Medication is used in drug rehab to reestablish normal brain functions, treat the symptoms and side effects of substance abuse, and curb any issues that may otherwise lead to relapse. Contrary to popular belief, pharmaceuticals are not used in rehab to simply shift your addiction from one drug to another but to manage and minimize your symptoms in a way that allows you to slowly and safely put an end to your substance abuse.
Behavioral therapy helps to teach you how to change your behaviors and attitudes toward substance abuse. In many ways, it is the most important part of rehab. Through these programs, you will learn to recognize and avoid triggers, cope with stress and cravings, see your addiction in a new light, and interact with yourself and others in a safer, healthier way. There are many types of behavioral therapy, including:
- Cognitive-behavioral therapy
- Contingency management
- 12-step facilitation therapy
- Group therapy
- Family therapy
- Holistic methods
There are also a number of treatment methods utilized in many rehab programs that are not evidence-based approaches but can be extremely beneficial to certain patients. These may include:
- Pet/animal therapy
- Massage therapy
- Dance/art therapy
- Tai Chi
Many rehab programs also provide helpful options for those who require them to make life in recovery safer, better, and more beneficial. These can include:
- Vocational counseling
- Educational counseling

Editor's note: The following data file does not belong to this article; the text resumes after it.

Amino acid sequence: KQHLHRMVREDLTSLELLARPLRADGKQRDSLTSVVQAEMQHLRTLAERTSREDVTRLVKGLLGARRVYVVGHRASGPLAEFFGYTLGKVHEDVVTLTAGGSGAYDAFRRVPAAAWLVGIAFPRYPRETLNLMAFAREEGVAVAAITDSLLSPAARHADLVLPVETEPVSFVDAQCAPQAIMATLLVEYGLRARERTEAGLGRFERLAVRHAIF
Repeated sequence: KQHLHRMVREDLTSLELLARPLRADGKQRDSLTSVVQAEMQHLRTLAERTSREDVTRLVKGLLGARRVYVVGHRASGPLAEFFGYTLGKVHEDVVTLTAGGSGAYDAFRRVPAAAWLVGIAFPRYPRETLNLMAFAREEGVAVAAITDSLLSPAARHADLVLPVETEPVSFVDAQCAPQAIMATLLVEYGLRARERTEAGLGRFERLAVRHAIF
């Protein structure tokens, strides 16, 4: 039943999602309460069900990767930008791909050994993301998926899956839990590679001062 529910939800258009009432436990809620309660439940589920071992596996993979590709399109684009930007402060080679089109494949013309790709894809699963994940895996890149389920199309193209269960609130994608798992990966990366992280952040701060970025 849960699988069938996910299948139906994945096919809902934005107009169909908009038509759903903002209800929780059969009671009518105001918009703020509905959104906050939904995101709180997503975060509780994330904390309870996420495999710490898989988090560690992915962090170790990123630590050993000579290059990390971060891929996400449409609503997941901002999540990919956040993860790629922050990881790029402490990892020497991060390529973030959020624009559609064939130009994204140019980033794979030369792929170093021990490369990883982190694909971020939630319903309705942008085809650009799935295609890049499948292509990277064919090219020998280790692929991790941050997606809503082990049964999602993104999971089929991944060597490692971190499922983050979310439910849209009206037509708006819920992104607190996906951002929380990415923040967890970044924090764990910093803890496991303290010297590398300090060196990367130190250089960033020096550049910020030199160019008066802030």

- Drug education
- Drug testing
- Housing help
- Nutrition classes
Your rehab program will be individualized to fit your needs, ensuring that you receive the treatment options that will be most beneficial to you. As you continue through rehab, your program will be reassessed and modified by your doctor based on your progress. Once you have reached a point where you are ready to move on to the next stage of your recovery, you will likely receive help choosing an aftercare program that will allow you to safely progress through the next phase of your life without substance abuse.
Most rehab programs last for a total of 30, 60, or 90 days, depending on the particular facility, your needs as a patient, and your progress. There are some programs, though, that last longer, and these could be extremely beneficial to you if you have been trying to quit substance abuse for many years or have a very severe dependence on a dangerous drug. In general, rehab lasts as long as it needs to for each individual patient, and your particular needs and situation should be taken into account in order to ensure that you receive the best program for your personal recovery.
If you or someone you love has been suffering from addiction and the many effects of this disease, it is important to seek help rather than to go through it alone. You can find a list of addiction treatment resources in your state on our rehabs page.